If you have chosen to believe in Christ, you are a new creation. The person who you used to be is gone, and God has given you a new life now. So you don’t have to make the same old choices you made before. You can start over, just like springtime.

So the next time you see a tree blazing in the brilliant colors of autumn, remember that if you follow Christ, you’re dead to yourself and alive to live for Him. And with Him, you’ll never die again. 

Talking to ghosts

There’s a show on SciFy that captures my attention every time I have the chance to see it. It’s called Ghost Hunters. And it’s these two plumbers who decided to found a paranormal activity society in New England. It’s actually gotten huge. They have an international branch too. And what they do is travel around the world, testing to see whether or not specific locations are haunted.

Let me first express the fact that I don’t believe in ghosts. At least, not the kind of ghosts that these people are chasing. I believe in demons. So it’s with something of a morbid curiosity that I watch this show. If the show is real and no part of it is fake, let’s just say that there are some demons out there having a lot of fun with these people, moving chairs, shutting doors, etc.

 These Ghost Hunters usually end up going to old houses or hotels or castles, and what they try to do is to determine whether or not the place is full of ghosts. Many times, this group is able to “prove” that a place isn’t actually haunted and what people who live there are hearing is a result of the house settling or other architectural issues (which is honestly why I enjoy the show since they truly take a very logical, rational approach to this unusual topic). However, if they decide the location is full of ghosts, sometimes they have to advise the owners how to proceed. Most of the time, their conversations “with the ghosts” center on what the ghosts want.

This isn’t a very good segue, but in a way, every Christian is something of a Ghost Hunter in that sense. Let me explain my thought process on this one.

Today’s verse is out of Galatians, one of my favorite books of the Bible.

Galatians 2:20

20 My old self has been crucified with Christ.[a] It is no longer I who live, but Christ lives in me. So I live in this earthly body by trusting in the Son of God, who loved me and gave himself for me.

Before I decided to believe in Jesus, I only had one side — the dark side. But the moment I chose to follow Christ, God renewed the dead spirit inside me, giving me full access to Him by filling me with His Holy Spirit. Unfortunately, though, that dark side is still there, haunting me. The person I used to be is still hanging around inside, urging me to do things I know are contrary to God’s Word. 

I’m ashamed to admit that many times I let my dark nature win. Somedays it’s just easier to give in and be selfish or feel pride or entitlement. Somedays a white lie will fix everything — or so it seems. Somedays it’s easy to lose patience with people who irritate me. It doesn’t matter how wrong it is, that dark side of my heart doesn’t care. And only after I let it happen do I remember that I could have stopped it.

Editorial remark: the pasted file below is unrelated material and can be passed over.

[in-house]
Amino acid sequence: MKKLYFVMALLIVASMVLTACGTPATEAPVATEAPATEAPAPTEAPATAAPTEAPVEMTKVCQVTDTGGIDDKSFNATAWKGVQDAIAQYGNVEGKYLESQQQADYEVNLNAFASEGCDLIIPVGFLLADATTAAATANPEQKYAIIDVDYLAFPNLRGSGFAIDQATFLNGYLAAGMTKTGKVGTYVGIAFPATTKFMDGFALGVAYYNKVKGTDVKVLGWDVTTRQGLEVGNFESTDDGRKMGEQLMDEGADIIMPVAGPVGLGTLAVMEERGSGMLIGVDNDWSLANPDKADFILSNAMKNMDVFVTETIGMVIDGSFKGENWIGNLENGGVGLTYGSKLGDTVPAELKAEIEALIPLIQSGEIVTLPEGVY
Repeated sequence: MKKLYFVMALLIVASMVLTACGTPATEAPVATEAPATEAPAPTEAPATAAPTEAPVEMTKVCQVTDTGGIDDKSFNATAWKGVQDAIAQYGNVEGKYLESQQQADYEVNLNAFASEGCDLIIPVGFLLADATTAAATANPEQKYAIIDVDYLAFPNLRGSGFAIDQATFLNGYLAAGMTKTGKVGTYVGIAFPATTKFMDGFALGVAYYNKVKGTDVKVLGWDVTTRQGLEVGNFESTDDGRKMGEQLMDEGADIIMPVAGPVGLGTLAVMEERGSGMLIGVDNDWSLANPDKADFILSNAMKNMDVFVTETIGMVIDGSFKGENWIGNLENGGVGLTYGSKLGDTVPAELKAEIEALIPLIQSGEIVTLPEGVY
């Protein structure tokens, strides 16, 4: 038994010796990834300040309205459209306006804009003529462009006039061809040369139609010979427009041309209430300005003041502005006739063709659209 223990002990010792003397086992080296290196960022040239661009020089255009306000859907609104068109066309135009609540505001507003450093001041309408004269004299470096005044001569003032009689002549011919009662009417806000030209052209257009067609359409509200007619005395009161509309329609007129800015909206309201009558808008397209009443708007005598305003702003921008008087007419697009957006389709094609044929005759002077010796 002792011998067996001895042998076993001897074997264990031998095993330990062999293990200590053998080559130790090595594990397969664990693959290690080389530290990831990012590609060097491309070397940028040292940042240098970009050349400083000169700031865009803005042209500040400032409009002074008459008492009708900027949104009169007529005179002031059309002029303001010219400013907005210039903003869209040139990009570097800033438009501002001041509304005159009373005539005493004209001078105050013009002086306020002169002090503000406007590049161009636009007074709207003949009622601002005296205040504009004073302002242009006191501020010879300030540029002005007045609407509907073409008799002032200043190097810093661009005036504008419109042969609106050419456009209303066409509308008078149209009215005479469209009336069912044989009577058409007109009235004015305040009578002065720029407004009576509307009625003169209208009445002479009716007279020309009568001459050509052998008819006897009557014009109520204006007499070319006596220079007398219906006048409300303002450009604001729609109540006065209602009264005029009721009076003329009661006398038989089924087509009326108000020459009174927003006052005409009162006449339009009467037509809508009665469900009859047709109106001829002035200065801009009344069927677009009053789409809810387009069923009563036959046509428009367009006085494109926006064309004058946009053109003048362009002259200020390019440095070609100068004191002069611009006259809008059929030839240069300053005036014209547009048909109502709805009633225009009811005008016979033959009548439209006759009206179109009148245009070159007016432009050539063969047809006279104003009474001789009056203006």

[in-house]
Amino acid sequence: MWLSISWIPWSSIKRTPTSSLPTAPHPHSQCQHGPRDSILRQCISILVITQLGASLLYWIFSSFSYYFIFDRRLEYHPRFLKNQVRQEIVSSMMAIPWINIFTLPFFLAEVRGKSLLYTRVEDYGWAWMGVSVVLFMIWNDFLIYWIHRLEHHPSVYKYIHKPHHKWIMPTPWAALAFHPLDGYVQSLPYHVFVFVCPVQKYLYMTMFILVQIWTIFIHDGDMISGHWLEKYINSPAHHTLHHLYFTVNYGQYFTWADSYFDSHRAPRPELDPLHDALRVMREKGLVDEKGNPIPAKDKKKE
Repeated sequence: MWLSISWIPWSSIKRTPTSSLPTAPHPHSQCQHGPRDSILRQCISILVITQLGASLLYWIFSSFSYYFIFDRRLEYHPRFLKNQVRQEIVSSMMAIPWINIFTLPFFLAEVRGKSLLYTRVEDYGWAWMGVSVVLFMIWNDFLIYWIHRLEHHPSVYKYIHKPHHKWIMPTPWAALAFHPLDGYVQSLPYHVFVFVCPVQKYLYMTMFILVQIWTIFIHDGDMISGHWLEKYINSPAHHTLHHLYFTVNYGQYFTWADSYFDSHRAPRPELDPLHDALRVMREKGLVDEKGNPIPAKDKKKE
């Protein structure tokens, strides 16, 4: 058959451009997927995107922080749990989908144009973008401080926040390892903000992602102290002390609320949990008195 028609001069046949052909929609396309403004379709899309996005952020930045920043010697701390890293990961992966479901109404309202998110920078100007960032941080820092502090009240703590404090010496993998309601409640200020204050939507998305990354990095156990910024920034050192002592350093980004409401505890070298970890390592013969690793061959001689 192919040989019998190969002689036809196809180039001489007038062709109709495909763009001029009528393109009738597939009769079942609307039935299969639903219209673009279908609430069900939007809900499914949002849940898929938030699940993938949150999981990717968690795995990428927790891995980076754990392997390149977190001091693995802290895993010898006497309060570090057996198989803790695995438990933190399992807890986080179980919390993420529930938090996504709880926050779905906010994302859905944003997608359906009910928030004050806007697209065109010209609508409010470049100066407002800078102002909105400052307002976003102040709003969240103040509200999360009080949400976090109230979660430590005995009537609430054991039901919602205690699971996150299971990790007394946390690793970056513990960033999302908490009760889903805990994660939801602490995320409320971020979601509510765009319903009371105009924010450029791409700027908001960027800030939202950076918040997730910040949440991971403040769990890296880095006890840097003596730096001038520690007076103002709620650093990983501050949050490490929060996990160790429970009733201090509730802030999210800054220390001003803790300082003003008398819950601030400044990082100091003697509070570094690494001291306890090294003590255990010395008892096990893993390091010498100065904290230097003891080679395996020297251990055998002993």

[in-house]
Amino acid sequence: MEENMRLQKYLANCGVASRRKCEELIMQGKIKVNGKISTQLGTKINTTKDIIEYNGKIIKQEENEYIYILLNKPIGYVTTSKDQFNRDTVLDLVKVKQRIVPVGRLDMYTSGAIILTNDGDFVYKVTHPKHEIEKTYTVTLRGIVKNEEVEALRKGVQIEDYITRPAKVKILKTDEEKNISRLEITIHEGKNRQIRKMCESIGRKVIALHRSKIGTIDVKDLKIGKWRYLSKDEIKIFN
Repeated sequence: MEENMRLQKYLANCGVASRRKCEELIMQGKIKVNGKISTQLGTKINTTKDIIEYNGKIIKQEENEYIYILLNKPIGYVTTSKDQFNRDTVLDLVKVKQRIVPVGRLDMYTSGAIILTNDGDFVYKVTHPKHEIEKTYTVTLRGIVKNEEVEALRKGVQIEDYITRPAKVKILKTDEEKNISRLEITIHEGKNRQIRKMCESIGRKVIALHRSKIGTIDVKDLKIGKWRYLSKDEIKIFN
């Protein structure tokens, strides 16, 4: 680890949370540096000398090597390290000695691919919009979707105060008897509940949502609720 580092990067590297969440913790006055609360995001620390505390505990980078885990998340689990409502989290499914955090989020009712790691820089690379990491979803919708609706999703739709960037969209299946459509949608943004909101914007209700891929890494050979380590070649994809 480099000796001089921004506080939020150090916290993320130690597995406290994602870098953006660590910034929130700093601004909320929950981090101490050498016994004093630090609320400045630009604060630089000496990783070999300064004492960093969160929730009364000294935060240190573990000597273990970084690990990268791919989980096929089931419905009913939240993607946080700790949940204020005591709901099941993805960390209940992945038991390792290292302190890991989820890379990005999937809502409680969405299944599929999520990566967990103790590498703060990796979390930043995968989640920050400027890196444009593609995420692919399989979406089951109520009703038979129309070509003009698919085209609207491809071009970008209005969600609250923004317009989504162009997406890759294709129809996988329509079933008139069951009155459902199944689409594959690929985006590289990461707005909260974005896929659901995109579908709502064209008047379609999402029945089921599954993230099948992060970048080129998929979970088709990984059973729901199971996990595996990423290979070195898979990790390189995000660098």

According to this verse out of Galatians, my old self — that dark part of my nature — was crucified with Christ. The person who I used to be is dead. The person who I was has no more power over me than death itself does — except on the days when I give that person power over me by not trusting in Christ.

The fact is, I have to choose every morning who I’m going to believe, who I’m going to trust. I can either trust my dark, dead ghost of a sinful nature that has already been crucified but is still loud enough that I keep listening to it. Or I can trust Jesus who was crucified but still lives.

Personally, I think it’s a good idea to figure out what your old sin nature wants. Once you figure out what it’s telling you to do, you’ll know better how to say no to it. And I need to say no to it. Because nothing that old sin nature wants is good, but no is a term you shouldn’t use in a generic sense. You need to know why you’re saying no.

My old nature is dead. It’s not gone yet, but it’s dead. And it hangs around me like a ghost, screaming in my ears, slamming doors and moving chairs and making racket loud enough that somedays I think it’s easier just to do what it wants me to do. But I don’t have to listen to a ghost. I don’t have to live my life that way. God has given me the strength to choose to do the right thing, to follow His plan.

Living the Christian life is a process, a series of choices. Do I listen? Do I ignore? Do I outright refuse? Why or why not? This morning I have decided that I’m going to trust Christ today and deafen my ears to what my dark nature is telling me to do. In an hour, I will probably make that same decision again. And then, I will probably revisit the decision an hour after that.

In the end, though, I can’t ever be perfect. As long as I’ve got that dark nature hanging around my neck, I won’t ever make it on my own. I’m so thankful, though, that our dark sides won’t last forever. And I am eagerly anticipating the day that Christ comes back for us when the dark side of who I am will fall away and leave me with nothing but my renewed self and the Holy Spirit. Then I won’t have to listen to the ghost of my past self anymore.